Response to a critique of our statin analysis
By Maryanne Demasi, PhD, Paula Byrne, PhD, Mark Jones, PhD, Robert DuBroff, MD.
On several occasions, we have been asked to respond to a critique of our 2022 systematic review and meta-analysis on statin trials.
The critique was written by Peter Attia in April 2022, a physician and popular podcaster whose interests lie at the intersection of longevity, lipids and heart disease.
Many of the criticisms in Attia’s article were outside the scope of our research, but given his large social media following, and the many requests for our response, we thought we’d address his main points of concern.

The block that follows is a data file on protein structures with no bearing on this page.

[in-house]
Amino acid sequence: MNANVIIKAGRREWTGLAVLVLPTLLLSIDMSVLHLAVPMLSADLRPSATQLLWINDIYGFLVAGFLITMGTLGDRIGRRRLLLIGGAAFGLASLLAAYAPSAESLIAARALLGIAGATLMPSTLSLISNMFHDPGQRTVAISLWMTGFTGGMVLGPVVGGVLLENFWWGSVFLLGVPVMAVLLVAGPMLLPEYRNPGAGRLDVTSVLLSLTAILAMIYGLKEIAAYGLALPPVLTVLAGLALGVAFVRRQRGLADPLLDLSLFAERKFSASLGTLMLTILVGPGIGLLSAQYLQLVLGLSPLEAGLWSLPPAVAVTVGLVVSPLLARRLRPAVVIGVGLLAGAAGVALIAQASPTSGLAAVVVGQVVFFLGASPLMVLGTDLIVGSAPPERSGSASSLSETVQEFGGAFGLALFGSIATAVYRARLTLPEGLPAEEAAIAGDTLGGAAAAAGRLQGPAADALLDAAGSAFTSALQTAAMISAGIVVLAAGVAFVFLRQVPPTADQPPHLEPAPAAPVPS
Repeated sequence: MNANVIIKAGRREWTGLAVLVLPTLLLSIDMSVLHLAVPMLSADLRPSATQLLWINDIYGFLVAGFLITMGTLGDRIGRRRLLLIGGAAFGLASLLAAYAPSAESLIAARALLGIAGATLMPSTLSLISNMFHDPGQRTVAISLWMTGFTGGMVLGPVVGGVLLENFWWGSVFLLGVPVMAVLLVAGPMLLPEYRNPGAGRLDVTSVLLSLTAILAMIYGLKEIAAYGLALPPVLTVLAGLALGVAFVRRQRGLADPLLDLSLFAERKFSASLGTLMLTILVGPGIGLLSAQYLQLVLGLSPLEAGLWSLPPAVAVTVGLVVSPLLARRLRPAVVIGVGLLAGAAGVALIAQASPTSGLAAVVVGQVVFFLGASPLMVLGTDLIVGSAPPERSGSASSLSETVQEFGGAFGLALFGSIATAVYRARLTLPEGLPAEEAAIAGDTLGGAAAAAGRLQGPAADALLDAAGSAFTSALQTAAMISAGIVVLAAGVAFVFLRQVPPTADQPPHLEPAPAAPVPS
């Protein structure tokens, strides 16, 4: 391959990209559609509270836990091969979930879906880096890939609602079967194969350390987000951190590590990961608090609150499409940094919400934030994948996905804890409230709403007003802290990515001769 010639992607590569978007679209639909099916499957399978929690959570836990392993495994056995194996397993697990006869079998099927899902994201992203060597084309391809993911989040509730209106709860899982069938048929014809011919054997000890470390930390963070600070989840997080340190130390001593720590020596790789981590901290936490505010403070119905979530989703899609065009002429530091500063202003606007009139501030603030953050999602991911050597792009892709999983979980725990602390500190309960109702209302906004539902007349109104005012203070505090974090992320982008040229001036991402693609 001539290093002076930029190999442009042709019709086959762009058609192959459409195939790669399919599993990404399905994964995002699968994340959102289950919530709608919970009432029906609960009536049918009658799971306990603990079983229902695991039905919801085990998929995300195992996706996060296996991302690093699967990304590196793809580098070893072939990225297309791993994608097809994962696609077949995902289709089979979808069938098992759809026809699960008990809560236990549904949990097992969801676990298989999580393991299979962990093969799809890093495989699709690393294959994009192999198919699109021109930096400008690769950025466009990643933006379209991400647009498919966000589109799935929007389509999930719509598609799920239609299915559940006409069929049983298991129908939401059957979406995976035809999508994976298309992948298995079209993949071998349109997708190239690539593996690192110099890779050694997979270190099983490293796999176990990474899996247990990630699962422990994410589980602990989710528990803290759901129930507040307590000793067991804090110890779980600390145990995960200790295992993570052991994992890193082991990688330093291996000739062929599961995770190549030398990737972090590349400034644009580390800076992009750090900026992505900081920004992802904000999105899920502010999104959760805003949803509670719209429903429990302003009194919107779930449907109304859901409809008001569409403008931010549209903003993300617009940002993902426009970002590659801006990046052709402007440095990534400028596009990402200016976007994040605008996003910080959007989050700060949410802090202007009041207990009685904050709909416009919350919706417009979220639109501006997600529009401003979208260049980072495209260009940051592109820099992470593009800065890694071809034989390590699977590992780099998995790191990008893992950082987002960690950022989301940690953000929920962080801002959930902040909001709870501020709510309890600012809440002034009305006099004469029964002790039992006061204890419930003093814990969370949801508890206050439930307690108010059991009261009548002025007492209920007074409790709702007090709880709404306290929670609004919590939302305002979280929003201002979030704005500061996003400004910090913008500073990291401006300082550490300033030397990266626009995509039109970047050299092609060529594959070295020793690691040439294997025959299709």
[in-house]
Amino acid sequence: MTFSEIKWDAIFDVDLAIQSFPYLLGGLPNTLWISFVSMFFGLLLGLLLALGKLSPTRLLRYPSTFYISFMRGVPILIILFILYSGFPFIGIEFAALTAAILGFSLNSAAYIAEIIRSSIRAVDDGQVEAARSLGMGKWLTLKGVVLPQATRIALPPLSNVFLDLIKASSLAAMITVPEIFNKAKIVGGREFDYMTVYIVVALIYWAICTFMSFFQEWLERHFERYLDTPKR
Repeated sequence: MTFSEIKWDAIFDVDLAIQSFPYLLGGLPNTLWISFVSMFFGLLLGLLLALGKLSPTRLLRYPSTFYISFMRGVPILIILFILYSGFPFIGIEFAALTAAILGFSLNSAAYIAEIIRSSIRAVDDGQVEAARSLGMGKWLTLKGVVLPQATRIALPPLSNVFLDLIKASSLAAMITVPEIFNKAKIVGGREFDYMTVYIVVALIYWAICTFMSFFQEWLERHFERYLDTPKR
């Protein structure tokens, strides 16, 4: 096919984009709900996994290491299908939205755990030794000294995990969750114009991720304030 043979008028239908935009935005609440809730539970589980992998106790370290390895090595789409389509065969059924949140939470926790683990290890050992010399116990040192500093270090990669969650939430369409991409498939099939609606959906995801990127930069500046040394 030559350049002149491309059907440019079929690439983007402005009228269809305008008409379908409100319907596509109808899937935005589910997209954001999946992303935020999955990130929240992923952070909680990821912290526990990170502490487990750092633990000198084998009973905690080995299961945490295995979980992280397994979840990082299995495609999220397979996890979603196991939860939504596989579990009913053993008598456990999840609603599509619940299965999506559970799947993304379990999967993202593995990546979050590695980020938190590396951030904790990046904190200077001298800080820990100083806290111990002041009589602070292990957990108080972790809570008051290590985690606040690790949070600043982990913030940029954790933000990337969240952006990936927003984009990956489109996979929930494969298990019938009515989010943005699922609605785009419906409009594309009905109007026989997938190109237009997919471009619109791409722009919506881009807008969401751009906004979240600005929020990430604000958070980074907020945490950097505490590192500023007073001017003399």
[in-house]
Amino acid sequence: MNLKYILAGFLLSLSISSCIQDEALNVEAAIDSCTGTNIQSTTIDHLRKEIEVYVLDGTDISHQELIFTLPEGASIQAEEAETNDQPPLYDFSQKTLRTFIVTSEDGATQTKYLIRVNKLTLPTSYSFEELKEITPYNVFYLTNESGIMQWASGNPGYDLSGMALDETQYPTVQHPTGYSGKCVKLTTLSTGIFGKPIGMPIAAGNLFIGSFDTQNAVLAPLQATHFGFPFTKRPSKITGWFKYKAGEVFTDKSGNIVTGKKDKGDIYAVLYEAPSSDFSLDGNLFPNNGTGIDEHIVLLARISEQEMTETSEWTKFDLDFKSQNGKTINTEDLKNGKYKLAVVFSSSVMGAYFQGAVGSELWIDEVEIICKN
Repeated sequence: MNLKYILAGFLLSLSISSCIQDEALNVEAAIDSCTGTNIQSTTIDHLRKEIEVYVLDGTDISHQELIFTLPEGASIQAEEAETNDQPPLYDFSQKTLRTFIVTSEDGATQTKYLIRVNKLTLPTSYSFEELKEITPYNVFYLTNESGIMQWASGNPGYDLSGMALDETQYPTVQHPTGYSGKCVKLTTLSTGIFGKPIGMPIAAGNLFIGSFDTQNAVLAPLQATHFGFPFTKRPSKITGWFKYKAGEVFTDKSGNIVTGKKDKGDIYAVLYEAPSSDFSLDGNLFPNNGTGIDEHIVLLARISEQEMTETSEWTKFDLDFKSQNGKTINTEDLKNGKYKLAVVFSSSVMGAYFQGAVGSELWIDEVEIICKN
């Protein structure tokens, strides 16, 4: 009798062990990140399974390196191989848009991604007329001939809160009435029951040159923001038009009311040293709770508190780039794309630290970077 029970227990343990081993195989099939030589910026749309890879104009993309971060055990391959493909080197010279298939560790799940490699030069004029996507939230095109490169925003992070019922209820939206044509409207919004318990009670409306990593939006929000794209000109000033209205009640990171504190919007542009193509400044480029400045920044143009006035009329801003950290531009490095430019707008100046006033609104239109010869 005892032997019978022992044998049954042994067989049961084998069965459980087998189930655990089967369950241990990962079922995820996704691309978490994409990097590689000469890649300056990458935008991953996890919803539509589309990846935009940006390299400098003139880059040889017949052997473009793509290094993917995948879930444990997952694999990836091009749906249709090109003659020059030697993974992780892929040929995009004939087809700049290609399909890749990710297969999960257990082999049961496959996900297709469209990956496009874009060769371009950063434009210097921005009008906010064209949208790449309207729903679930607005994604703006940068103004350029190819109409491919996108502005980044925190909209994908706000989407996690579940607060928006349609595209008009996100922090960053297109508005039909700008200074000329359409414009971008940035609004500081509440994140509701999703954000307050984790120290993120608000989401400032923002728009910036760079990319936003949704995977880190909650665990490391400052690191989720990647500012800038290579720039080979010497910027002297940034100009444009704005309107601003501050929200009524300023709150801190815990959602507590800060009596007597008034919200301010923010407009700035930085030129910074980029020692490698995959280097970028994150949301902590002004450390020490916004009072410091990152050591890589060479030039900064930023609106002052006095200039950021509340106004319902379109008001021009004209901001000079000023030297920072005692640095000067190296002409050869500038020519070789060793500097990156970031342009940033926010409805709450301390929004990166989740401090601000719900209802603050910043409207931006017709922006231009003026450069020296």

A quick recap
Our study, published in JAMA Internal Medicine, examined 21 statin trials involving 143,532 participants and found:
No consistent relationship between lowering LDL-Cholesterol (LDL-C) and death, heart attack or stroke, following statin therapy.
After statin therapy, the relative risk reductions for death, heart attack and stroke were 9%, 29%, and 14% respectively.
The corresponding absolute risk reductions were 0.8%, 1.3% and 0.4% (see graph).
The benefits of statins were minimal, and most of the trial participants who took statins, derived no clinical benefit.